While the song they are working on (and creating a video for), "Life Is Pain," is the typical teen angsty parody of itself, there is a visceral exuberance and sense of mission among the band members that really connects. The video shots and pacing are great, and the language in the voiceover is dead-on and Gilmore Girls acute (and also delivered in a Gilmore Girls-like ratatat clip). My favorite part of the story line (each spot is a complete little narrative) is the summary dismissal of John, a loyal roadie who thinks he might become a love interest but is "sadly mistaken—but amps are heavy."

This is very much the girl version of the male-skateboarders spot from last summer (same fast-talking voiceover, equally entertaining and knowing). This time, there's a bit more Coke-based activity—the drummer blows on the bottle, there's a scene in a diner—but it's subtle enough. As for the change in tagline, from "Real" to "Make it real," that's the sort of thing that causes all kinds of corporate Sturm und Drang, while viewers hardly notice. I guess "Make it real" sounds realer, in the sense that you are making your own reality—you are your own cruel and shameless director.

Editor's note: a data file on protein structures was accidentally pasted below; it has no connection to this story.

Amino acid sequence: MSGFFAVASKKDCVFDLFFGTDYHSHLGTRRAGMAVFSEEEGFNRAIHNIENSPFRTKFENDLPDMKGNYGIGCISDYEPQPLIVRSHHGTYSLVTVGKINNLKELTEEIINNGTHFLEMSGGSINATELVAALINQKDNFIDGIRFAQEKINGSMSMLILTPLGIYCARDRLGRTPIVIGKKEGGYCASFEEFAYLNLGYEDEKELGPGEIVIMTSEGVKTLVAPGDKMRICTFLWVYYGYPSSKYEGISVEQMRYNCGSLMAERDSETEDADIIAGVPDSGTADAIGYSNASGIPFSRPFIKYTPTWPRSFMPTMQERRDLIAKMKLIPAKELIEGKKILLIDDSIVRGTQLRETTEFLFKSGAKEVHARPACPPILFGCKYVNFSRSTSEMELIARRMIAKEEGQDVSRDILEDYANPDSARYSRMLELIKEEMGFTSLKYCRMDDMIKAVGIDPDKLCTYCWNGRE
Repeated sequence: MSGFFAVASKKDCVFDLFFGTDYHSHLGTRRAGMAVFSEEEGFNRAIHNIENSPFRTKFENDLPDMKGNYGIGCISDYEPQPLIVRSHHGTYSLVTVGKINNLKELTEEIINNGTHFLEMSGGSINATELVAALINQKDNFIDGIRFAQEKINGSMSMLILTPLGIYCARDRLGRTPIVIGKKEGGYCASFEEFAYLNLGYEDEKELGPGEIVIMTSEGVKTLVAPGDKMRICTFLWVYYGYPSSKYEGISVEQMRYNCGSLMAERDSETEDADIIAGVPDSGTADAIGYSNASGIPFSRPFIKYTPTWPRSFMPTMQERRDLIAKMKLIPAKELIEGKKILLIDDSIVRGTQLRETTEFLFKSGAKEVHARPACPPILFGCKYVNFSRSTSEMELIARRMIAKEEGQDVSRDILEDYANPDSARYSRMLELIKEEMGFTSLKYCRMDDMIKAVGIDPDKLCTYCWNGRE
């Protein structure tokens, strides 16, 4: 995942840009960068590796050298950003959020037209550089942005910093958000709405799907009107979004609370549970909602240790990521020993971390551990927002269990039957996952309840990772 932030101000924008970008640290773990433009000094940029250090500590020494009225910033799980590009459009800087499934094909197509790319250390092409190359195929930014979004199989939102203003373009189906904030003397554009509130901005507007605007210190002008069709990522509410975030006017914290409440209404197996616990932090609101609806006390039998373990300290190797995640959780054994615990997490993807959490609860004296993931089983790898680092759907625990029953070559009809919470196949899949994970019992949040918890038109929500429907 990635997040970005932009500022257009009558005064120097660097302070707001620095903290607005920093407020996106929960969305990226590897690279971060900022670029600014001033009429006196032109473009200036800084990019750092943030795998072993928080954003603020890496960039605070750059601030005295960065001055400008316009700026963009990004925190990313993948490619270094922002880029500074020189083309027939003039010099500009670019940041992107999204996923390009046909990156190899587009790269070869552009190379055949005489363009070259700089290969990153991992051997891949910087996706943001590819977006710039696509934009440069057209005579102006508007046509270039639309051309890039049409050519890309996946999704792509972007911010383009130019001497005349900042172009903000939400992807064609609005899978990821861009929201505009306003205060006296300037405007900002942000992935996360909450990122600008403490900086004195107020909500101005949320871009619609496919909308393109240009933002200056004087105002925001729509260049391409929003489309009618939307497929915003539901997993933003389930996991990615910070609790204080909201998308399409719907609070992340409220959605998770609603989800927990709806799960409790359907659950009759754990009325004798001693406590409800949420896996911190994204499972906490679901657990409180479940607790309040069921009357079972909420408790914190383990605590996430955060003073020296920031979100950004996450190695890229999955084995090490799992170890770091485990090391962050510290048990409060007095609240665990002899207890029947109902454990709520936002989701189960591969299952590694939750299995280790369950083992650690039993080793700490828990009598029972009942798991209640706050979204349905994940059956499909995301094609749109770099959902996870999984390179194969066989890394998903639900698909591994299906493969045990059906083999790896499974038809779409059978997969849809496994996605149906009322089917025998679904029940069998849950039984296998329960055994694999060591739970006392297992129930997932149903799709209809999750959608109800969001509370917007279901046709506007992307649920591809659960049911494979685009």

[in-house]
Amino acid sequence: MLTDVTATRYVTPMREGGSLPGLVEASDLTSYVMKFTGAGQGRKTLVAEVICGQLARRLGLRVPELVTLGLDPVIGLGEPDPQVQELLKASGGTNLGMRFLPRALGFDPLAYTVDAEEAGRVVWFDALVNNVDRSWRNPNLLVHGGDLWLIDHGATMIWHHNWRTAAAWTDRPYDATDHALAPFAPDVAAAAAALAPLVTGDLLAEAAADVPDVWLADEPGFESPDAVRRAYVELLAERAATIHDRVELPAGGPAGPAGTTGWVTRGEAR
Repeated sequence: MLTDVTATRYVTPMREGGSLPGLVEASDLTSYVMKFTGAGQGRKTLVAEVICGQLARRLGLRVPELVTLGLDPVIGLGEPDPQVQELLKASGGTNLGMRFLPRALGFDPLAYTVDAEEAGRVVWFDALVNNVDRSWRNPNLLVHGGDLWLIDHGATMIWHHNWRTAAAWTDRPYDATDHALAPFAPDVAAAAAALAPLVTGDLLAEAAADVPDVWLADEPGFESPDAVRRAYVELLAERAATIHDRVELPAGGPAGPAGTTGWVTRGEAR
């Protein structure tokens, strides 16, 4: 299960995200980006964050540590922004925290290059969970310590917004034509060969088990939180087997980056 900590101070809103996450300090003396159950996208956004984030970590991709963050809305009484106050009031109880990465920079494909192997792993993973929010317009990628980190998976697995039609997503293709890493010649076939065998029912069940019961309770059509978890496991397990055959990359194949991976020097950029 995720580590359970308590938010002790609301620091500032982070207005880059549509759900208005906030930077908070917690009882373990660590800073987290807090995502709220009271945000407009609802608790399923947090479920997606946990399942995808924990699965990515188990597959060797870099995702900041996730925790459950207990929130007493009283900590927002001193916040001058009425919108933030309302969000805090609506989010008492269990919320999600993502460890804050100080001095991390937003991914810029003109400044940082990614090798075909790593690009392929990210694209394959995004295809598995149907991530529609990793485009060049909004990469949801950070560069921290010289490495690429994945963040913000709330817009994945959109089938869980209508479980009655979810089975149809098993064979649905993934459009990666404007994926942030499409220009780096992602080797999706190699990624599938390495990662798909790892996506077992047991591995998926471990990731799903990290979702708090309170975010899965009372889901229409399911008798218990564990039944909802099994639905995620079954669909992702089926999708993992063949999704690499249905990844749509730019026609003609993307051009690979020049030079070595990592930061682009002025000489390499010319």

Other new spots are rolling out as well. One involves a semi-sullen teen boy (the casting is amazing) looking in a refrigerator at a lone can of Coke as Dad asks if there's any left. He's about to lie but then thinks of all the dunderheaded things he's done (backing into the garage door, or learning "the subtle difference between D and R") and in the end offers it up. It's a similar setup to the Courtney Cox/David Arquette spot from last year, but it proves you don't need no stinkin celebrities to make a commercial that resonates.

Another spot, with a couple in a movie theater watching a period romance, goes for the complete Mars/Venus thing that beer commercials are only too happy to exploit. At the same time, we've all had the experience of finishing a Coke and having only ice and water left, which drips, and the Latino casting is inspired.

The only spot that registers "old Coke" values is one set, yes, on an inner-city basketball court. There's even a Mean Joe Green drinking moment. The setup is kinda hokey, but the casting and direction save it.

Obviously, what Coke needs to save itself is beyond the realm of a few TV spots. But within the "reality" of advertising, this works.



Coca-Cola Classic

Agency

Berlin Cameron/Red Cell, New York

"Girl Band"

Creative director

Jason Peterson

Copywriter

Griffin Creech

Art director

Anthony DiPaula

Director

Lance Acord,

Park Pictures

Music

Kiev and Mike Viola

"Her Night Out"

Creative director

Jason Peterson

Copywriter

Neil Riley

Art director

Matt Murphy

Directors

Speck/Gordon,

Omaha Pictures

"Gratitude"

Creative director

Jason Peterson

Copywriter

Michelle Sassa

Art director

Karen Pfaff

Directors

Speck/Gordon,

Omaha Pictures

"Nascar Fantastic Four"

Creative director

Jason Peterson

Director, art director

Julian Pugsley

"Legends"

Creative director

Ewen Cameron

Copywriter

Maurice Walker

Art director

Julio Pardo

Director

Allen Hughes,

Oil Factory